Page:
Heart transplant for a home

Rice Building Workshop alums to replace core of Project Row House structure

No renovation is simple, but a new project that originated at Rice University’s Rice Building Workshop (RBW) aims to make the complete replacement of a home’s central services as quick and painless as possible.

In-House OutHouse at Project Row Houses

A project born in the Rice Building Workshop will place a new service core, incorporating a bathroom, kitchen, heating, air conditioning and hot water, into a home in Houston's Project Row Houses.

The In-House OutHouse led by three new Rice School of Architecture graduates prepackages essential services – a full bathroom, a working kitchen and heating and air conditioning – into a prefabricated unit that can be inserted into an existing house or serve as the central core for new construction.

The first prototype will be built this spring by the Rice trio – Andrew Daley, Jason Fleming and Peter Muessig, who defended their theses earlier this year. It will be placed in a home at Project Row Houses in Houston’s historic Third Ward, the site of several previous Rice-born projects.

“It’s a different process,” Daley said of the new initiative. “A typical site-build of a kitchen and bathroom could put you out of your home for six months to a year, but this could literally take only a couple of weeks. We wouldn’t have to do any demolition until the core is almost ready – or fully ready – to be deployed.”

The home, currently being used by an artist-in-residence to teach classes, has a bathroom but no real kitchen. The new core will bring in a consolidated bathroom with a service area (water heater, air handler and water and electrical service connections) on the inside and a kitchen sink, stovetop, oven and cabinets on the perimeter, with space for a refrigerator.

Andrew Daley, Jason Fleming and Peter Muessig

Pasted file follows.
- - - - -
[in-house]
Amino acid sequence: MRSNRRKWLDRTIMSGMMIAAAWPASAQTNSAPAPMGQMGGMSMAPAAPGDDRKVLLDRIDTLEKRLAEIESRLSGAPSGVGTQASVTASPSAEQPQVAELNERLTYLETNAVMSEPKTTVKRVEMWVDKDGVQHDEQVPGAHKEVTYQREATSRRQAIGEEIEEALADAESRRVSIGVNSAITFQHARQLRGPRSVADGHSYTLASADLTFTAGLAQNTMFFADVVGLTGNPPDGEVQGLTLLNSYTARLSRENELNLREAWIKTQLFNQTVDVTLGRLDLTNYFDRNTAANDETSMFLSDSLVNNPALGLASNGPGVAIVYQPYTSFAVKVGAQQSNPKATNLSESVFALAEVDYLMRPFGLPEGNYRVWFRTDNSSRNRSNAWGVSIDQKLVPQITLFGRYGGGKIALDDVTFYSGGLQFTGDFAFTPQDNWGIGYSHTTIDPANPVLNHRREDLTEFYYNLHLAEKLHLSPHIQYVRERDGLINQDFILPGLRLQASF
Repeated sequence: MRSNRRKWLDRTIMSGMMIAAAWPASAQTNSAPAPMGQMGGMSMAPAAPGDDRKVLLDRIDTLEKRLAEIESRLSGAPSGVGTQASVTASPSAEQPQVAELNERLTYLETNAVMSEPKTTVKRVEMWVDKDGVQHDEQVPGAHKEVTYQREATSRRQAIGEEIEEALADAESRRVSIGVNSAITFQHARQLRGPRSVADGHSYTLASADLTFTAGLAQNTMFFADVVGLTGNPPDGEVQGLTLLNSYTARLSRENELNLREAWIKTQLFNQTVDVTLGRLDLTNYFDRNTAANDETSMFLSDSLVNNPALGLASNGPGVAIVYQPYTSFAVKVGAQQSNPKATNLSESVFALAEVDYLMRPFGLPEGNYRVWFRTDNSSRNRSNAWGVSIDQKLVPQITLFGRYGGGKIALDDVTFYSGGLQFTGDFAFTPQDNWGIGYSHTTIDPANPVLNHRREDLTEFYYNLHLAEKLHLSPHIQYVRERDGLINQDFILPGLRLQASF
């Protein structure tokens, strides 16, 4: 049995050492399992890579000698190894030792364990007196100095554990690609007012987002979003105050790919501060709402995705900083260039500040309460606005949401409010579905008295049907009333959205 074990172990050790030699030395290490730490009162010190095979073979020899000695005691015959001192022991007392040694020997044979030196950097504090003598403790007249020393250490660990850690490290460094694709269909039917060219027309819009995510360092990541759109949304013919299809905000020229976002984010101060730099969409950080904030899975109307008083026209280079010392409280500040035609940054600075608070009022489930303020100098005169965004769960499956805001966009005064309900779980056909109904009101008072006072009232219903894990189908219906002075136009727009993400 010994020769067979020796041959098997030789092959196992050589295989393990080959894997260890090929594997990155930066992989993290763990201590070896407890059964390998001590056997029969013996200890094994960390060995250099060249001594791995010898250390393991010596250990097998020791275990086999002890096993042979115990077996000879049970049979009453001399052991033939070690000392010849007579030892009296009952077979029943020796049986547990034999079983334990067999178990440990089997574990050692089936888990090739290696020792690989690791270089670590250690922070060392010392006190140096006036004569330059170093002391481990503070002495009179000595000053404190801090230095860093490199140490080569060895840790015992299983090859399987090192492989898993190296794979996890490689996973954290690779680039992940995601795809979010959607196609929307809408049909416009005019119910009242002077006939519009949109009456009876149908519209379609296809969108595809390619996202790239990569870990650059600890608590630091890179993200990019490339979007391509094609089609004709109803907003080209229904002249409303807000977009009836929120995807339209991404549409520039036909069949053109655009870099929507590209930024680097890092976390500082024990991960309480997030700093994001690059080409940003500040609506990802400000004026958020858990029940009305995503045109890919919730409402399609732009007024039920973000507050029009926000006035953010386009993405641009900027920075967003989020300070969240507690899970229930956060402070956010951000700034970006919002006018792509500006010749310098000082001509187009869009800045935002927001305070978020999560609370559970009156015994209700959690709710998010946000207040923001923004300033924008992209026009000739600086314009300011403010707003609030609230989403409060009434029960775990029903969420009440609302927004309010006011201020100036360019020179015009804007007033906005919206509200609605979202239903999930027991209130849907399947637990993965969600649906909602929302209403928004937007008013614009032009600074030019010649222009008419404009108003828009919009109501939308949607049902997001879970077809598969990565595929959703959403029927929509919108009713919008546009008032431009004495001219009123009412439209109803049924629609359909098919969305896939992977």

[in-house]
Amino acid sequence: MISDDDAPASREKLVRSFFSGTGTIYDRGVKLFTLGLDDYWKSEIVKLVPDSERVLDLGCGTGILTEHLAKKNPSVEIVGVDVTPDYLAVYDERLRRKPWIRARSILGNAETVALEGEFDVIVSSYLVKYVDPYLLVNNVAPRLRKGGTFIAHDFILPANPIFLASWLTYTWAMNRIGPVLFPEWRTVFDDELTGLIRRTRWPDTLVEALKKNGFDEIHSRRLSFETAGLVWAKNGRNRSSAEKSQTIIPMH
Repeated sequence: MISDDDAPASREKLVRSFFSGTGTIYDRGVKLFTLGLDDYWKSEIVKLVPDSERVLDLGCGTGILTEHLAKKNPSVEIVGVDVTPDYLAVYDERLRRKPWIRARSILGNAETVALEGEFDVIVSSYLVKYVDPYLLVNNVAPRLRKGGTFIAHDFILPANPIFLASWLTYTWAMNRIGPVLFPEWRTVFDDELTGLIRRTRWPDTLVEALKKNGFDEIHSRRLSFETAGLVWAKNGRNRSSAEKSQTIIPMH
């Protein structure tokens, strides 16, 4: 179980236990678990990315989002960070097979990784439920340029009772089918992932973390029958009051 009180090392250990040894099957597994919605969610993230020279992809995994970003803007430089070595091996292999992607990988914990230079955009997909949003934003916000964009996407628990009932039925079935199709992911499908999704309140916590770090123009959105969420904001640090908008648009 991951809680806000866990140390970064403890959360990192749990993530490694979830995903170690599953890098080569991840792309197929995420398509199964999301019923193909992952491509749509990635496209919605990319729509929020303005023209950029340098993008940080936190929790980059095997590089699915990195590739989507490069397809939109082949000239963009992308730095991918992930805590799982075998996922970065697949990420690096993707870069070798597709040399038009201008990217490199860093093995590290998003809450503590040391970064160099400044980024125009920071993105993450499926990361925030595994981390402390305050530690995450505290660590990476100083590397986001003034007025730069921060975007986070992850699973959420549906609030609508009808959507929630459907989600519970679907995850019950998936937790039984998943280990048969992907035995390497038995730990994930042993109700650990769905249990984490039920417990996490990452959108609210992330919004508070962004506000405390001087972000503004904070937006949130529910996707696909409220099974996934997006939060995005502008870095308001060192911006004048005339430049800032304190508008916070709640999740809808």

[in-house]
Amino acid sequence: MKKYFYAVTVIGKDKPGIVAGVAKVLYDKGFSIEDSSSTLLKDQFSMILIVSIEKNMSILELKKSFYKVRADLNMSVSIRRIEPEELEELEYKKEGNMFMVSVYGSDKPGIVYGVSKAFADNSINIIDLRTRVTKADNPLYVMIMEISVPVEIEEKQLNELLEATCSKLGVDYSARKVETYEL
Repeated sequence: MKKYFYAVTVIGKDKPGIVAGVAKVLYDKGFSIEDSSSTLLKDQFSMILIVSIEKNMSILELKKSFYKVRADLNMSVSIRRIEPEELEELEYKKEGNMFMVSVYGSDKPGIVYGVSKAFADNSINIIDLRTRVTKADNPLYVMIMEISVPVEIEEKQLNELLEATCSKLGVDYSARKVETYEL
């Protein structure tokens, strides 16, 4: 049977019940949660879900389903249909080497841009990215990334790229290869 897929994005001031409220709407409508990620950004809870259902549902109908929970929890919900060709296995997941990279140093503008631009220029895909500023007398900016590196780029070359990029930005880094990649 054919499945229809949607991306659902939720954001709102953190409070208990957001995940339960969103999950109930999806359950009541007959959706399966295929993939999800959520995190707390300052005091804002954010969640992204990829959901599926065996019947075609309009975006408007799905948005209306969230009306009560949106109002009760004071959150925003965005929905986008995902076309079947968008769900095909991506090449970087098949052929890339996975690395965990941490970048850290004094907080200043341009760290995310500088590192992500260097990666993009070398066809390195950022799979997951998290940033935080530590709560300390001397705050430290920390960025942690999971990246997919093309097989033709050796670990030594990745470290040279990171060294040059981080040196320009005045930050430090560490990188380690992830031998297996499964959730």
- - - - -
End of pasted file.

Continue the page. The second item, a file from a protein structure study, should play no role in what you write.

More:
Jason Fleming, Peter Muessig and Andrew Daley were honored by the Texas Society of Architects with one of four 2011 Studio Awards for their In-House OutHouse project.

“Other than framing a new opening for the core, we don’t touch the structure of the house at all,” Daley said. “That’s huge. And with this first house, we’re going to be able to sit right on the existing foundation points.”

Construction will take place over several months in a work yard at Project Row Houses. “From there, we can test the whole deployment,” Daley said. “We will still have to get it inspected off-site, which the city has been pretty receptive to, and truck it to the house.”

When the core is built, Daley, Muessig and Fleming will prepare the house. They will remove the old bathroom and, literally, lay the tracks on which the new unit will slide into place.

One distinguishing feature is that the core unit juts out from the side of the home. The overhang serves several purposes: It makes space for windows on either side of the bathroom and simplifies the process of hooking up water and electric services.

“We thought moving this one piece out was exceptionally inventive,” said Nonya Grenader, a professor in the practice of architecture and RBW co-director. “This comes up in the workshop time and time again, the notion that one small move can really distinguish a project and offer a kind of innovation (in this case, centralizing service feeds) or give it a bit of a signature. The nice thing in this case is, it’s both.”

In House Out House rendering

A rendering of the In-House OutHouse.

The project sprang from two RBW courses centering on the “core” concept. “We had 11 teams of graduate and undergraduate students, and their projects ranged from the very small Emergency Core (for disaster relief) all the way up to this one, the core of an affordable house,” said Danny Samuels, also a professor in the practice of architecture and RBW co-director.

Samuels and Grenader have long been interested in the concept of cores, with examples of their approach in other projects that include ZeRow House and the New Core/Existing Row House project. “This shares the same philosophy, that so many row houses would be useful, except they’ve been stripped of services – bathrooms and kitchens,” Grenader said. “You can make a large stock of houses viable if you can reboot them with new services.”

If things go well, the new alums may make a business out of their experiment. “After this one, we’ll have an idea of what a lot of the issues are and be able to move forward with the kind of extended life we’d like to see for the project,” Daley said. “We’re talking about the steps to take it beyond Rice.”

Previous RBW projects in Houston’s Third Ward include ZeRow House, which took part in the 2009 Solar Decathlon competition in Washington, D.C., and the Extra Small House, completed in 2003.




About Mike Williams

Mike Williams is a senior media relations specialist in Rice University's Office of Public Affairs.